The attack occurred on the evening of Friday, 11 October 2019 on a mosque in northern Burkina Faso. It left 16 people dead and two injured.[2][1] It happened while the residents were praying inside the Grand Mosque in Salmossi, a village close to the border with Mali.[1] AFP reported that 13 people died on the spot while 3 died later due to the injuries.[2][10][11]


No group has claimed the responsibility for the attack.[1]


Residents of the Salmossi village fled from their homes after the attack.[2]

Even though the region is experiencing jihadist violence, many residents of Burkina Faso oppose the stationing of foreign troops in the country. France was the colonial ruler of the region and faces notable opposition of its troops in the country. On Saturday 12 October, AFP reported that crowd consisting of approximately 1000 people led a march in the capital city of Ouagadougou, "to denounce terrorism and the presence of foreign military bases in Africa."[2] According to Gabin Korbeogo, an organiser of the march, foreign military bases were getting installed on the pretext of fighting terrorism. They added that despite the large presence of foreign troops from France, America, Canada, Germany and other countries, the strength of the terrorist groups have increased.[2]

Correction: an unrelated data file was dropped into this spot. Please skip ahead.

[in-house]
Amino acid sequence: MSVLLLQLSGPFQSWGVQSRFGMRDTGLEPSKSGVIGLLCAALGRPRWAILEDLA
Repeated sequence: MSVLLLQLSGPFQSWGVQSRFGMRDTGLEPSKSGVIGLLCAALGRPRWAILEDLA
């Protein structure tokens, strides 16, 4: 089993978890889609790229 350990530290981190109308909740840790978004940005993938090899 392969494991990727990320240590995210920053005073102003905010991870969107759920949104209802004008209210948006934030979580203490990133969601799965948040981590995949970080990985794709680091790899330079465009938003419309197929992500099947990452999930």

United Nations: Secretary-General António Guterres condemned the incident, and expressed deep condolences.[12]


  1. ^ a b c d e "Deadly attack on Burkina Faso mosque". BBC. 12 October 2019. Retrieved 13 October 2019.
  2. ^ a b c d e f g h i "16 killed in Burkina Faso mosque attack: security sources". France 24. 12 October 2019. Retrieved 13 October 2019.
  3. ^ "Collateral Damage: How Libyan Weapons Fueled Mali's Violence". Council on Foreign Relations. Retrieved 3 March 2018.
  4. ^ Charbonneau, Louis (16 January 2012). "Arms from Libya could reach Boko Haram, al Qaeda: U.N." Reuters. Retrieved 3 March 2018.
  5. ^ "Burkina Faso: Extremism & Counter-Extremism, Press Release". Counter Extremism Project. 19 December 2016. Archived from the original on 10 July 2017. Retrieved 5 March 2018.
  6. ^ Reuters Editorial (9 October 2015). "Gunmen kill three Burkina Faso gendarmes near Mali border". U.S. Retrieved 5 March 2018.
  7. ^ "New security measures in Burkina capital after attacks". News24. 5 September 2017. Archived from the original on 3 March 2018. Retrieved 3 March 2018.
  8. ^ "Burkina Faso attack: Gunmen strike in Ouagadougou". BBC News. 2 March 2018. Archived from the original on 3 March 2018. Retrieved 2 March 2018.
  9. ^ "Gunmen kill 15 people in attack on Burkina Faso mosque". India Today. Retrieved 13 October 2019.
  10. ^ "Press Statement on the mosque attack in Burkina Faso". UNAOC. Retrieved 17 October 2019.
  11. ^ "Burkina Faso Mosque Attack: Terrorists Kill at Least 16 during Friday Prayer". AlahedNews. Retrieved 17 October 2019.
  12. ^ "UN chief condemns deadly Burkina Faso mosque attack". UN News. 13 October 2019. Retrieved 14 October 2019.